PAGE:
Leaving the punchlines and talking bunnies aside, I am fascinated to look at a comic like Bloom County and see that the same things were dividing the world then that divide it now. The same politicians have been making the same foibles since before they had gray hair and beer guts. Conservatives and liberals have been at each other’s throats on and off since I was learning cursive (which I guess is something people still do). Some people probably read things like that and think, “Ugh, nothing is ever going to change”; I read Bloom County and think, “We’ll survive this. We survived that, and looking back it’s actually pretty funny.”

Jim Mroczkowski will, he swears to Bill the Cat, beat each and every one of you to death with a goddamn fireplace log if the comments even look like they’re going to devolve into a political “discussion.” Everyone knows that sort of thing goes on Twitter.


  1. Cool Points for Palto Refernces.

  2. Oh, the memories!  The oddest thing about reading this book was realizing that the strip ceased publication in 1989, and also that the daily strip *never* ran in my local paper.  This is significant because I distinctly remember devouring the whole thing in 8th grade, which was 1988-89, when I was totally smitten with ‘topical’ humor — probably brought on by SNL’s coverage of the 1988 presidential debates and extending to Mark Russell specials, which I taped and watched over and over and even, I’m afraid to say, learned the songs. And wow that may be a nerdier confession than the ‘Star Trek’ movie brought out.  Anyway, the point of that is that aside from a few months of reading the Sunday strips in the local paper, I must have read these in trade paperback form (since I had no income I can only include that all of my allowance went to Berke Breathed and/or the Baby-Sitters Club).  So, it follows, the humor was already dated by the time I was reading it.  I’d guess a good deal of the appeal came from being baffled by what in the world they were actually talking about, and feeling smart when I got it.  Therefore, I kind of resent the informational footnotes — though I did enjoy learning that Steve Dallas was a real person, and that Berke assumes he was murdered by a pissed-off girlfriend, which explains the lack of lawsuits.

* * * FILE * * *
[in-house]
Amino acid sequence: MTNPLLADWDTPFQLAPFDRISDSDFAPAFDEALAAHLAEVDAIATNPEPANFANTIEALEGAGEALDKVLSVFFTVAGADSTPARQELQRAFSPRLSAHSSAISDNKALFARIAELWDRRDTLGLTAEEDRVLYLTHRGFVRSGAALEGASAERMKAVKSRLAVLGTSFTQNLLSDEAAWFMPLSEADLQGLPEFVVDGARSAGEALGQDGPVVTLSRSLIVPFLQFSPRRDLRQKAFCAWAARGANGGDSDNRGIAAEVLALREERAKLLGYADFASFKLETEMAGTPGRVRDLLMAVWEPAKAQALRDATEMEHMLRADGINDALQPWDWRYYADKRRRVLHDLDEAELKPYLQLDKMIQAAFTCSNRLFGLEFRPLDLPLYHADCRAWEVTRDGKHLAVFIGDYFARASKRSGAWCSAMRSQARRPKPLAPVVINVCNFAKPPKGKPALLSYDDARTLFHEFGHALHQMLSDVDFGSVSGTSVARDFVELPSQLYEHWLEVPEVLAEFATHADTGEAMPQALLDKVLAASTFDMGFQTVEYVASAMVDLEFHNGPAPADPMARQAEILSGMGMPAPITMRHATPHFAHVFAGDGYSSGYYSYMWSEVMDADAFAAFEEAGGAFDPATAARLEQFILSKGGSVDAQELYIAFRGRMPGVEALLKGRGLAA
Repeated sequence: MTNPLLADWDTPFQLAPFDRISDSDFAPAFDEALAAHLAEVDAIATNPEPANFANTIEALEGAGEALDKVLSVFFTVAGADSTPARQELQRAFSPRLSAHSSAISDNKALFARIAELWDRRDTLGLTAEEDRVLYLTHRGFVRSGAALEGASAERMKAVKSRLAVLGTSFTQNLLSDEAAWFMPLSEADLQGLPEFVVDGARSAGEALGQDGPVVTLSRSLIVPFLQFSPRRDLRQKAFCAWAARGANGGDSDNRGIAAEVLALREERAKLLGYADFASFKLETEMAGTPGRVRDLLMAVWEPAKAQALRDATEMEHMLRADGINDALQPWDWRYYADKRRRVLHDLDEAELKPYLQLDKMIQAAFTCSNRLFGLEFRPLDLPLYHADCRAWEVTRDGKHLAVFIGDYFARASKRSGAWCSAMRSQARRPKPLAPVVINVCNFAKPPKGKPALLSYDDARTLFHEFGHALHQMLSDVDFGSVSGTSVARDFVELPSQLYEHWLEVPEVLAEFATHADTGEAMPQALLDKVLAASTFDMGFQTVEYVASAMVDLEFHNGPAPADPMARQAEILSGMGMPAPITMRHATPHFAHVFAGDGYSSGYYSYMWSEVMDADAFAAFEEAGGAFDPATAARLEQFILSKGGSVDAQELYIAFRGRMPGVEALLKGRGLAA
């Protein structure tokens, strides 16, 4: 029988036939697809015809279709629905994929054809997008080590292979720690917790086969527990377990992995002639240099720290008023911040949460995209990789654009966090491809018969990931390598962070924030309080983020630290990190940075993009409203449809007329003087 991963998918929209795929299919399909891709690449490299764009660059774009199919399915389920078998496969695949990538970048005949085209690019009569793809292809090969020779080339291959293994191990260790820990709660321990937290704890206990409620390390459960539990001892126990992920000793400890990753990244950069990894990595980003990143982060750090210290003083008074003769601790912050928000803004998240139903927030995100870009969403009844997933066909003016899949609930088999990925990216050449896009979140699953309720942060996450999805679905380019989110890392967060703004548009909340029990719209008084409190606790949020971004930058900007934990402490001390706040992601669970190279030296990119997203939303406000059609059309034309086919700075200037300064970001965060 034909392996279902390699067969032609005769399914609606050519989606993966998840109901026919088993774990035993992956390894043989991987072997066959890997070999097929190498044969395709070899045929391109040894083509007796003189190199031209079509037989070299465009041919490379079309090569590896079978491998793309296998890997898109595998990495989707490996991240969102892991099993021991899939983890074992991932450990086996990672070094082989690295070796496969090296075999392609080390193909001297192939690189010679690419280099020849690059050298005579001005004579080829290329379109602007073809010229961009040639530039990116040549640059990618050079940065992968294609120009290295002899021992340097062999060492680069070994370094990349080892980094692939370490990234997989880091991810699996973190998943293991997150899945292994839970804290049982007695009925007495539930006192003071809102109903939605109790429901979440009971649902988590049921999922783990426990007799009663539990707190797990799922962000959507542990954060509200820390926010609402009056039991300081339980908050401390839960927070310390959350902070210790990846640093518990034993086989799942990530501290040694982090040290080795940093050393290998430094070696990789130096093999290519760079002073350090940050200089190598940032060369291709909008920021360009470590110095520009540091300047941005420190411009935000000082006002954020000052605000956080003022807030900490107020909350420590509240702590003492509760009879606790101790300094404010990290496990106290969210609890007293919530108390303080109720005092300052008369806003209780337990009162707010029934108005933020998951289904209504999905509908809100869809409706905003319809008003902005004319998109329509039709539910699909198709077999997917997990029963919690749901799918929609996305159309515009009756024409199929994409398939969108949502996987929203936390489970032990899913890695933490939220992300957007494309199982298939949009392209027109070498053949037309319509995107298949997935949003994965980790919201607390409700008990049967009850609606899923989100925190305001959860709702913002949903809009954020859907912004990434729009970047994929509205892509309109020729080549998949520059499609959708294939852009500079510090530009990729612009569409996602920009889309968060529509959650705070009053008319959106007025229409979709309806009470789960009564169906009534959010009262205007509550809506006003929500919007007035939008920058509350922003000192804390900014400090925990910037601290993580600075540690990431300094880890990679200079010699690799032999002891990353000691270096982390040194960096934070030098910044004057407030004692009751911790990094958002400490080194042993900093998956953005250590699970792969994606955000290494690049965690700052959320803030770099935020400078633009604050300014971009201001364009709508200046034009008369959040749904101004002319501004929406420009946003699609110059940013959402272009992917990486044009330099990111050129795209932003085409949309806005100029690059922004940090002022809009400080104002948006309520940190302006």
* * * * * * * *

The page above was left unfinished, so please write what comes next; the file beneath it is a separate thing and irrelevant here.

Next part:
Finally I’ll just add that, as an adult, I realize Mark Russell wasn’t funny, but if it weren’t for him I would have no idea that Jimmy Carter was ever attacked by a giant swimming rabbit, or claimed to have committed adultery in his heart.

  3. Bloom County was my favorite comic strip back then, and I made every effort to read it every day. It was a sad day when the strip ended.

  4. i dont think i have ever once read Bloom Country, but from your writeup it sounds like it would be right up my alley if it were produced today. Although i think a lot of the 80s political references would shoot straight over my head now

  5. Paul Montgomery (@fuzzytypewriter) says:

    Back when I first started writing for iFanboy, my uncle learned of my interest in comics and sent over his pile of Bloom County treasuries. "These have been a mainstay in my bathroom for years and years," he told me, setting them down on my coffee table, where they remained largely untouched for a few months before I donned some gloves and slid them into a grocery bag and returned them. 

    (I do want to read these new collections.)